number of tobacco companies and trade groups are trying to snuff out a pending city of Chicago ordinance, alleging the ordinance burdens them with collecting
sales taxes for non-cigarette forms of tobacco, while at the same time usurping
rightful state authority over such taxes.
seller Iwan Ries & Co., of Chicago, and Arango Cigar Co., of suburban
Northbrook, filed action May 31 in Cook County Circuit Court against the city
of Chicago and Acting City Finance Department Comptroller Erin Keane.
following organizations joined with the companies in the action: Cigar
Association of America; Illinois Association of Wholesale Distributors;
Illinois Retail Merchants Association; International Premium Cigar and Pipe
Retailers Association; and National Association of Tobacco Outlets.
fire was lit beneath plaintiffs in March, when the Chicago City Council enacted
a sales tax on pipe, chewing and smoking tobacco, as well as on cigars, to take
effect July 1. The city already had a sales tax in place on cigarettes.
want a judge to declare the tax illegal and prohibit the city from applying the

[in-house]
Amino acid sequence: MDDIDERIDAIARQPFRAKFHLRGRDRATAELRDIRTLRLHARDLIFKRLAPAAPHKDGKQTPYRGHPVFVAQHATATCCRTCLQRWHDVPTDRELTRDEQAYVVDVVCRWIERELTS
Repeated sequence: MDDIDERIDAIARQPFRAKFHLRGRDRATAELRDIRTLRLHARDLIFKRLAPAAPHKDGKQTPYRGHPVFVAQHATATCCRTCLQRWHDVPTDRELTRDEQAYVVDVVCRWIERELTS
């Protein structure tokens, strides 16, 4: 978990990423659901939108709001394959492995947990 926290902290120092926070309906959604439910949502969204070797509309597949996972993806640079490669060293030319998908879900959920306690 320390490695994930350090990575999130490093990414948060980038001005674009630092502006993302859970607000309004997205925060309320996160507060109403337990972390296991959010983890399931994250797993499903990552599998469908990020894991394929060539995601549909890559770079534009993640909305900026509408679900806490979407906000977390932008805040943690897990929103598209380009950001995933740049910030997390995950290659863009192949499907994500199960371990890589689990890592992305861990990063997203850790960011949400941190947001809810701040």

tax, because they allege it violates a 1993 state law prohibiting a home rule
municipality, such as Chicago, from taxing non-cigarette tobacco products after
July 1, 1993.
contend the new tax ordinance will subvert the “State of Illinois’ ability to
maintain primary control over the revenue stream derived from the taxation of
the ordinance will allegedly defeat the purposes of the 1993 law, one of which
was to preserve jobs in the tobacco industry by limiting the number of
companies taxed at both the state and municipal levels, according to
claim they will incur “substantial” non-reimbursable costs by having to
implement an administrative system to track tobacco transactions subject to the
tax, then having to collect and remit the taxes to the city. However,
plaintiffs say their problems won’t end there, as they will lose customer goodwill
and business. Plaintiffs add they will have to spend money “developing a public
relations strategy to address the real and potential loss of sales.”
the end, the tax will depress plaintiffs’ income, which in turn will lower tax
revenue to the state and lead to job reduction in the tobacco industry, the
noted that if they do not comply with the ordinance, they then could face
liability for the unpaid taxes and lose their business licenses.
hearing to address the injunction request is set for June 23 before Cook County
Circuit Judge Alexander P. White.
Philadelphia-based global firm of Duane Morris, which has a Chicago office, is
representing the plaintiffs.